What is Test-Driven Development (TDD)?

At my organization, we utilize test-driven development (TDD) to develop our software. To get a better understanding of TDD myself, I want to put together a post about what is test-driven development.

What Is a Test?

Before jumping straight into TDD let’s define what a test is. A test is something that verifies that our code works as we expect it to. Typically, this is a procedure or method that executes and asserts that a given valid response is received.

With a test, we verify that our code solves the problem it was intended to solve. That given a particular set of inputs and setup we get back the responses or see the changes that we would expect.

What is Test-Driven Development?

Test Driven Development

TDD can be defined as a programming practice that instructs developers to write new code only if an automated test has failed. Guru99

The above definition is from Guru99. Let’s break it down and I will put TDD into my own words.

The code we develop is driven forward by our test hence, Test-driven development. We write our test first before the implementation has been written. Making sure the test fails and for the right reason. Our test asserts proper functionality. Our test should satisfy the requirements of the software.

We then write the code that makes the test pass. This means our production code is already under test because we wrote the test first.

Red Green Refactor

Red Green Refactor is an important concept in TDD. Above I described how we wrote a failing test this is the red. Then we wrote the actual implementation code to make the test pass this is the green.

We have made it to the refactor step. Now that we have code written that is tested we can feel comfortable to refactor it. Maybe we see code duplication or any number of code smells.

With the tests backing us up, we can feel comfortable modifying the code running our tests and ensuring we are still green.

The simple definition of Test-Driven Development is that we write our tests first. The code is tested from the very beginning. We gain the confidence to refactor and improve our code.

Expect more posts on TDD as I expand my own knowledge of test-driven development!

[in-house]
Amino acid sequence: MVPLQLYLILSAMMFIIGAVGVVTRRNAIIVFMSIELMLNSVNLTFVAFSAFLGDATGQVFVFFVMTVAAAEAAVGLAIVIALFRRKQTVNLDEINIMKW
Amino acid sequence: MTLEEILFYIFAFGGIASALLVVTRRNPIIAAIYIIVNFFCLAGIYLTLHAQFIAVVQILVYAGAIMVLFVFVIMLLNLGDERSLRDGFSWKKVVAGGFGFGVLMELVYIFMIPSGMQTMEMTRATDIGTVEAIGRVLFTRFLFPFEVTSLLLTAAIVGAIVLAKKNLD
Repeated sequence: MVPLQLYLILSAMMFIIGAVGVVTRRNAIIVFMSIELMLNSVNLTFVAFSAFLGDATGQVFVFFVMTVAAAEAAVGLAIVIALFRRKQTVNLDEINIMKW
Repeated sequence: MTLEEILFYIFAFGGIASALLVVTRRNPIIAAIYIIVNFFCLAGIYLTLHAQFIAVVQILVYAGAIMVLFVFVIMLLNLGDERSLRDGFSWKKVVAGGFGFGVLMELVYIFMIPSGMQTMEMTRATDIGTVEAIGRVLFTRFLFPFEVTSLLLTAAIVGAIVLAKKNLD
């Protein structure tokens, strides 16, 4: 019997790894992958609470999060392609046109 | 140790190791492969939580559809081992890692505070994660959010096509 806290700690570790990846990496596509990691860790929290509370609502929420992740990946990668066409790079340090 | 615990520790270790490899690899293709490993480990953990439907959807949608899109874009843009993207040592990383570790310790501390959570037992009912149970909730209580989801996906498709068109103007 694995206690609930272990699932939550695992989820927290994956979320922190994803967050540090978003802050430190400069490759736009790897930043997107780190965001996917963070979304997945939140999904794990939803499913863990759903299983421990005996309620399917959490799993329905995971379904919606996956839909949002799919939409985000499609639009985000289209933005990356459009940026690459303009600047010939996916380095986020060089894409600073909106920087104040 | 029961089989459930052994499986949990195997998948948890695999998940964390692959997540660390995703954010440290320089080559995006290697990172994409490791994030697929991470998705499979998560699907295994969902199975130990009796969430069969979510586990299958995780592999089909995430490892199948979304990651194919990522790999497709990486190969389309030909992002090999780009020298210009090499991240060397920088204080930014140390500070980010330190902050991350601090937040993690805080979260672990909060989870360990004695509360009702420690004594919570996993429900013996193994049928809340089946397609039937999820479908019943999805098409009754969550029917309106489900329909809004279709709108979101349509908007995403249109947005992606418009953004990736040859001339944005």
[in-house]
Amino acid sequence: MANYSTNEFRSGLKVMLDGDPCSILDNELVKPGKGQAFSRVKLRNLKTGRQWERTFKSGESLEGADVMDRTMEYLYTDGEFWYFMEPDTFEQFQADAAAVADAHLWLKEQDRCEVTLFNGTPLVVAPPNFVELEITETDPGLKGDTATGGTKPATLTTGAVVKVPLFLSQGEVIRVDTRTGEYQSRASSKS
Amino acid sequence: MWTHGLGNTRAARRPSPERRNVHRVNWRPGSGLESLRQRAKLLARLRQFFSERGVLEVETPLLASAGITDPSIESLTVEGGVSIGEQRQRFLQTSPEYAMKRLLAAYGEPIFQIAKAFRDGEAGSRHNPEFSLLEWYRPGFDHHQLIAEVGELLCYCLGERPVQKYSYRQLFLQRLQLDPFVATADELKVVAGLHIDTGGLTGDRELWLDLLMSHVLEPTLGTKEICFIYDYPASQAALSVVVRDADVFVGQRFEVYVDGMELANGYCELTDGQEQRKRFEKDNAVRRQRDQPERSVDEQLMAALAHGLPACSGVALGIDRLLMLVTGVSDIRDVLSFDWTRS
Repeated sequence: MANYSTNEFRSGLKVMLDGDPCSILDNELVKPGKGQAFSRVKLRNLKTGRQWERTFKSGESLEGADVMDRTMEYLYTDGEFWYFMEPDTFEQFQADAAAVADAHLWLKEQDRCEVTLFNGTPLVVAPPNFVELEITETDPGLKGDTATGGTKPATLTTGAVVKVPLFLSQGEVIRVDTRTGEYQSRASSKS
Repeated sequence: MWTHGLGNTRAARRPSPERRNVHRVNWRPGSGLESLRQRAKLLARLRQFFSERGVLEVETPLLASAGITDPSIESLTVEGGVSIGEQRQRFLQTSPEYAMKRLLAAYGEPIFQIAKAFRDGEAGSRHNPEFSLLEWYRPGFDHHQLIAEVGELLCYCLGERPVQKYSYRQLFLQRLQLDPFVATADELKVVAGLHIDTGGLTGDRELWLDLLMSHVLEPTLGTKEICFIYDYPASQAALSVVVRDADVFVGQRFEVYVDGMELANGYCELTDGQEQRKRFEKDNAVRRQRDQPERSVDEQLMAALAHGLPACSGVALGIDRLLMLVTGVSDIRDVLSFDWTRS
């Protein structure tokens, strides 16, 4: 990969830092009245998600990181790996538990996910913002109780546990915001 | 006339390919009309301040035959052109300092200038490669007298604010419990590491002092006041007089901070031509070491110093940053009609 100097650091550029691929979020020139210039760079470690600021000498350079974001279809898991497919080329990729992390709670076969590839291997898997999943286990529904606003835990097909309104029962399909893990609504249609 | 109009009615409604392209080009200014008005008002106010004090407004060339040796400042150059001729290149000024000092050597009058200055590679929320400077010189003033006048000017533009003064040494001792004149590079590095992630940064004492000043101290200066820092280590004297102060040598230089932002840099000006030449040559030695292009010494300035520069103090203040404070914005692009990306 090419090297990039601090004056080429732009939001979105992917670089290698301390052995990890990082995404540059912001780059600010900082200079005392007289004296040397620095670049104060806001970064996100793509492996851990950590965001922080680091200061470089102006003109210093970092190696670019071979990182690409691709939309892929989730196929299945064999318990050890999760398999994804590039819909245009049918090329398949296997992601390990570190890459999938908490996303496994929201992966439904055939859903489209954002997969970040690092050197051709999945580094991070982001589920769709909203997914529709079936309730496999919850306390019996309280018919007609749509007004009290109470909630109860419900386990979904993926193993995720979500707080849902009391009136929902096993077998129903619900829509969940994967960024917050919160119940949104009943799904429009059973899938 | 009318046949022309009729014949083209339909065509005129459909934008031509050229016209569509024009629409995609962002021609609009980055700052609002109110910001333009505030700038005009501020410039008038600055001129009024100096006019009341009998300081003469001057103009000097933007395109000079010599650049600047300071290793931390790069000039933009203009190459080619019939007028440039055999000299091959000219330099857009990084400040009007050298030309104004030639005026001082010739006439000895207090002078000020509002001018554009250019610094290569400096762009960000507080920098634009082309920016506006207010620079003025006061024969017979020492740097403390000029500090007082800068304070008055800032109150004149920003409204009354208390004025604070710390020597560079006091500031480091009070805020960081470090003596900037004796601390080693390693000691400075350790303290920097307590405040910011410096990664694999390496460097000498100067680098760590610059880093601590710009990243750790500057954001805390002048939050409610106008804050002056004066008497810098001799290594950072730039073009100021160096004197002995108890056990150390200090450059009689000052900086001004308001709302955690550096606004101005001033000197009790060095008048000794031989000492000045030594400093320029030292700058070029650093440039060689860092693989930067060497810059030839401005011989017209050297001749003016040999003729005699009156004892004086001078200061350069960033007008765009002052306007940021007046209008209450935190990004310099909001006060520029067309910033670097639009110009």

How to test your EventWaitHandle C#


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What is EventWaitHandle

“The EventWaitHandle class allows threads to communicate with each other by signaling and by waiting for signals.”

Problem faced

How do I go about testing an EventWaitHandle. Events are being published threads are flying around the application and I want to test my WaitOn() and Set() calls on my EventWaitHandle.

Why I am using EventWaitHandle

I have a function that displays user data, let’s call it DisplayUserData. But I need to make sure I have all the latest customer data before presenting it. I publish an Event that makes API calls in order to gather all the user data, called GetUserDataEvent, in the beginning of DisplayUserData. I need to make sure that my GetUserDataEvent has fully completed before displaying any data. I have a GetUserDataEventCompleted that I am waiting for. EventWaitHandle is the solution I have to pause inside of DisplayUserData until GetUserDataEventCompleted has been received. Below is a simple sample of what I have currently going on in my code, that needs to be tested.

How to test your EventWaitHandle

Now how can I test this? How can I ensure that the code WaitOne() is working and code is not attempting to access user data before the Set() is called? We will use some threading in our test!

We will put our function call on its own thread. This allows the GetUserDataEvent.Publish() and the WaitForUserData.WaitOne() to occur on their own thread. Our test code can continue and verify what is happening.

Directly after the call to start our thread we want to assert or verify that our code for displaying user data is not being called. This can be tested in a couple ways. It is up to you. But for me, I had a mock of my DisplayUserData and was able to verify that it had not been called yet. For a less advanced approach, you can set input a thread delay and ensure that certain values are still null. Such that they have not been populated with the user data yet.

After we have verified our display code has not been called we can populate our user data with simple test data. This is where the mock comes in because since I had mocked out my actually API call no data was coming back. I simply need to input my own test data. I am not trying to test my API calls at this time I have other tests for that, I only want to be testing my EventWaitHandle.

With our test user data generated we can call, GetUserDataEventCompleted. The subscription for this event calls our WaitForUserData.Set().  We expect that once the Set() is called our Display for the user data will be called once. Below is a layout of our entire test created for EventWaitHandle. This now tests that the Display call on user data does not occur until we explicitly get our Set call on WaitForUserData.

The above works due to mocking using moq library. If you are not familiar with mocking I highly encourage you to look into tutorials on how to use the differen mocking libraries available to you.

For help writing your own EventWaitHandle test leave a comment!